It’s always great to be back in the city, and there’s always more to see and to love and more shirts with “KC” and a heart to buy. [Laughs.] It really is everything.
When and why did you move to New York?
I went to college on the East Coast, to Harvard, so I was in Cambridge and Boston, and the summer between my junior and senior year I did an internship in Chicago at an advertising agency and took classes at Second City. It was so fun; an amazing summer. I lived with a friend of mine. It was a dream. And the advertising agency offered me a job after my internship and they said, “You can do it in Chicago or you can go to New York.”
And I thought, “That’s it. That’s how I’m going to be able to afford to move to New York.” Because when I was 10 years old, we came to New York on a family trip, and we went to 30 Rock and while we were standing there, I made myself a promise that I was going to live in New York someday.
What neighborhood do you live in?
I have lived in Harlem since I moved here. I love it. I moved here with a roommate from college, and we filled out an application for the first apartment we visited, and I turned the corner to go look at the apartment and there was a coffee shop right there. And I thought, “This has to be fake. There’s no way I could get to live two doors down from a coffee shop in New York City.”
Eventually my husband, who was my boyfriend at the time, moved into that apartment with me. It was a great first New York apartment, which means it didn’t cost a lot of money, and the landlord was decent, but there was no natural light and it was very, very small.
My husband writes for The Late Show with Stephen Colbert—he’s been there three years, so he got his job long before I got my job. In the middle of the pandemic we got married, and my friends sent an espresso machine, just a little one. And my perfect husband was like, “Where are we going to put this? We can’t live here anymore, it’s too small.” He grew up in a city, but I grew up in a house in Missouri and then went straight to college, so I thought, “Dorm rooms are what apartments are: small and uncomfortable.” And he was like, “It doesn’t have to be this way.”
Luckily, we found a beautiful bigger apartment with natural light three blocks away.
With room for the espresso machine.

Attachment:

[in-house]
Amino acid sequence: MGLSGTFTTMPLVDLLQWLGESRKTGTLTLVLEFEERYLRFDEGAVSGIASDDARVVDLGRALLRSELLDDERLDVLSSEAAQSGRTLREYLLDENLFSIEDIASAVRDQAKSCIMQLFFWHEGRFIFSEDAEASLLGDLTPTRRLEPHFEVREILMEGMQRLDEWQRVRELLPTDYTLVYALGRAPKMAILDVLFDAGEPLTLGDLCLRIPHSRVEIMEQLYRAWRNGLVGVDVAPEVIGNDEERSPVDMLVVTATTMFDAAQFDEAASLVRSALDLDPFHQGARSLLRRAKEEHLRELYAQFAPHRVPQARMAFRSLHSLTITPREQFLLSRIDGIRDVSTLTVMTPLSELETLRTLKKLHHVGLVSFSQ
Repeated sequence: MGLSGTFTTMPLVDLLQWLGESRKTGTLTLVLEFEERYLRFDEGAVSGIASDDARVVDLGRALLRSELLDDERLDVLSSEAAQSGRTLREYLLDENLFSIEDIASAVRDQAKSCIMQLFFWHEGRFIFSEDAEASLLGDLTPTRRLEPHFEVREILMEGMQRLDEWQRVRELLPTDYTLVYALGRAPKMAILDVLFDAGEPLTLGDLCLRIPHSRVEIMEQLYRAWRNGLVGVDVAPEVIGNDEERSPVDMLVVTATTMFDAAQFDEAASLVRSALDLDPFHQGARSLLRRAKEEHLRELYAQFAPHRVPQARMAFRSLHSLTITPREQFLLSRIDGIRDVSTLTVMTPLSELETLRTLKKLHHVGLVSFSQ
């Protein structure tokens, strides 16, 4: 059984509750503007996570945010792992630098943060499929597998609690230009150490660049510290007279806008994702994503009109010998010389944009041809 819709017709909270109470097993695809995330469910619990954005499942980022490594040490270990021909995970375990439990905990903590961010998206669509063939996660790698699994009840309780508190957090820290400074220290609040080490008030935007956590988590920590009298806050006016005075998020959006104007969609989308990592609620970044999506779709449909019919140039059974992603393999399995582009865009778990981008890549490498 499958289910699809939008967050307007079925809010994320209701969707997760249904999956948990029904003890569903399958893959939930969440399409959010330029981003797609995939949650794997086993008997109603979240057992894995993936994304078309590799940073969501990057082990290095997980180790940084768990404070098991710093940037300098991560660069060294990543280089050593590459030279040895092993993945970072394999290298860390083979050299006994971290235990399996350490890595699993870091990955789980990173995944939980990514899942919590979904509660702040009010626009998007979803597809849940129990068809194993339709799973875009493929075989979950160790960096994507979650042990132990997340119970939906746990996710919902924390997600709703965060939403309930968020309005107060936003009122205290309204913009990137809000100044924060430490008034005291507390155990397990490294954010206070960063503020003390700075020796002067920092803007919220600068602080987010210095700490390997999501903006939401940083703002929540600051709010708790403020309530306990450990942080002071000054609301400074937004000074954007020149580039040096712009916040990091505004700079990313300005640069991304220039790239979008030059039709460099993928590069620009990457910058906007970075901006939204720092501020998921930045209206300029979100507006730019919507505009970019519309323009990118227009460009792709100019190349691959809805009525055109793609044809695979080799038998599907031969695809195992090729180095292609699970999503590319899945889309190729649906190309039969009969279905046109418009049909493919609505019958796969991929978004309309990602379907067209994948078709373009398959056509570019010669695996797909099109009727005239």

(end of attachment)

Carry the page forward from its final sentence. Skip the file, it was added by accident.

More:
Plenty. We have two coffee machines and a pour-over. We are all set on the caffeine front. And it’s still in Harlem. Harlem is a lot like Kansas City in that it’s a beautiful, historical place where you can learn more about everything if you just have curiosity. There are beautiful trees that change color and all the kids are cute and there are lots of great dogs.
When Covid hit in 2020 you had not yet gotten your big break into TV writing. What was your life like at the ad agency during the pandemic?
It was the perfect day job for someone like me. It was creative and cool, and they were so flexible. I worked on commercials and tweets for hospitals and finance tech—things that were a little bit more chill in the ad world. I wasn’t writing Nike commercials. They wasted no time moving us all to remote, and copywriting for advertising is something that transitions easily to remote. Also during the pandemic, I sold my book, and the agency gave me leave to write my book.
I think that is something that gets lost in conversations about how to break into this [TV writing] industry is what a unicorn it is having a wonderful day job working for decent humans.
You have said that success is about 85 percent hard work and 15 percent luck, but the 85 percent has to come first. Your long resume of standup, sketch comedy, and writing credits demonstrates that you did the work. I’m curious to hear about the lucky bits.
I mean, the thing about luck for me is, you don’t know your lucky moments until they’ve already happened.
Can you give us an example?
Sure. The woman who put me up for this job—who put my name on the list to submit a packet for Last Week Tonight—I met her at an event that I only got a ticket to because someone else’s husband got sick.